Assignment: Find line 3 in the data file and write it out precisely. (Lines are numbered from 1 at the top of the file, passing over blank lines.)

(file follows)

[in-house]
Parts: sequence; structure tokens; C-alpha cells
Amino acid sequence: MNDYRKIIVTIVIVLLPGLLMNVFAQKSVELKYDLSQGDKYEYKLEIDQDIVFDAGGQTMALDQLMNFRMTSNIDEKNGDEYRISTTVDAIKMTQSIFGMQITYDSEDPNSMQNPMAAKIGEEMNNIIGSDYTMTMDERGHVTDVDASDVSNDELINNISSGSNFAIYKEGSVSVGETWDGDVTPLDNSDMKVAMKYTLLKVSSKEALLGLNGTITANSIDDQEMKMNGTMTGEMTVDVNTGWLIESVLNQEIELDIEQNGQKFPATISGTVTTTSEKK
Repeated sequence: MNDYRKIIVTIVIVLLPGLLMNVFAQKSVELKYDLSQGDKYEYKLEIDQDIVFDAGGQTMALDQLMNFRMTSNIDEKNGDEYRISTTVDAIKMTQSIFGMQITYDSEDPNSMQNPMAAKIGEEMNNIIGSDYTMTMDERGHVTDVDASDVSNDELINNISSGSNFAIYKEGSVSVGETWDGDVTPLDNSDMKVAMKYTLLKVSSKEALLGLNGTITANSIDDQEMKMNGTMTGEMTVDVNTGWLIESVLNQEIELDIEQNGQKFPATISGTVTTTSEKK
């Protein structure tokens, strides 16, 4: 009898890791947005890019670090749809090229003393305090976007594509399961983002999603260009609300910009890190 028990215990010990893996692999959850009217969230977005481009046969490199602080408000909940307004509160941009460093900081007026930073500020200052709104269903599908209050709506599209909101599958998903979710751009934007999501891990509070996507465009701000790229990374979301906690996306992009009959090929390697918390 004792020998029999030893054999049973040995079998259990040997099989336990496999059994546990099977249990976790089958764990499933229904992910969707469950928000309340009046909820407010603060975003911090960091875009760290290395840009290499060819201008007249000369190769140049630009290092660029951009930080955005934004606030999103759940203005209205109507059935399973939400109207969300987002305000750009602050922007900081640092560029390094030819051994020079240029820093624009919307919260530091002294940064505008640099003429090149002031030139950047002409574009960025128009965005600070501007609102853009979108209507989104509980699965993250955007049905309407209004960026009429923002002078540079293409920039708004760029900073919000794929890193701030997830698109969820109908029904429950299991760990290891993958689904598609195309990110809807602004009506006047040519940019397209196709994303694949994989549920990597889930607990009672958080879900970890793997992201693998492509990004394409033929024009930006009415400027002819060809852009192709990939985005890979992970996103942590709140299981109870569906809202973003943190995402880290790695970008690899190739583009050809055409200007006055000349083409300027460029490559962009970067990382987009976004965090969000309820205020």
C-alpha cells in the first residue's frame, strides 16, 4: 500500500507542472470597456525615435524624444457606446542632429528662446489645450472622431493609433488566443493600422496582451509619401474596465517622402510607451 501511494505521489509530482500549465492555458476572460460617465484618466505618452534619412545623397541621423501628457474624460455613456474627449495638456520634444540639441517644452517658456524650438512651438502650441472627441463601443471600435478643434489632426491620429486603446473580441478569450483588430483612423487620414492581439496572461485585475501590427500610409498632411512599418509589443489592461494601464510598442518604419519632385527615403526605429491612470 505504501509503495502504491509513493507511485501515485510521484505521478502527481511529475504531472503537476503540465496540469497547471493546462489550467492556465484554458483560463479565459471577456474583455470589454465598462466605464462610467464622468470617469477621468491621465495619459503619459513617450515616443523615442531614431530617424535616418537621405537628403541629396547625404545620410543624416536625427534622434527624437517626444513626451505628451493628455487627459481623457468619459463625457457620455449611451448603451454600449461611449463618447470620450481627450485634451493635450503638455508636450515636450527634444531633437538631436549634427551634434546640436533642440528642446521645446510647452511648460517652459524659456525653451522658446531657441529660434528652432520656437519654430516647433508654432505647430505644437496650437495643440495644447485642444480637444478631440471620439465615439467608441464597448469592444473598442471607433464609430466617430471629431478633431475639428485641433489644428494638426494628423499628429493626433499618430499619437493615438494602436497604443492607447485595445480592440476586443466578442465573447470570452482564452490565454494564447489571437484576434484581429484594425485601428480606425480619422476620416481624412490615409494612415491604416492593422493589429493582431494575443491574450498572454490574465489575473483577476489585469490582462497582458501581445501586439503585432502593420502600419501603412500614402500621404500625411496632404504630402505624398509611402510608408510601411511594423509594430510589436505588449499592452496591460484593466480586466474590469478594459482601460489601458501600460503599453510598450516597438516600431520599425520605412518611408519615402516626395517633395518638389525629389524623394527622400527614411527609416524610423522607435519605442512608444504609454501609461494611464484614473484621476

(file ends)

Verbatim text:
Amino acid sequence: MNDYRKIIVTIVIVLLPGLLMNVFAQKSVELKYDLSQGDKYEYKLEIDQDIVFDAGGQTMALDQLMNFRMTSNIDEKNGDEYRISTTVDAIKMTQSIFGMQITYDSEDPNSMQNPMAAKIGEEMNNIIGSDYTMTMDERGHVTDVDASDVSNDELINNISSGSNFAIYKEGSVSVGETWDGDVTPLDNSDMKVAMKYTLLKVSSKEALLGLNGTITANSIDDQEMKMNGTMTGEMTVDVNTGWLIESVLNQEIELDIEQNGQKFPATISGTVTTTSEKK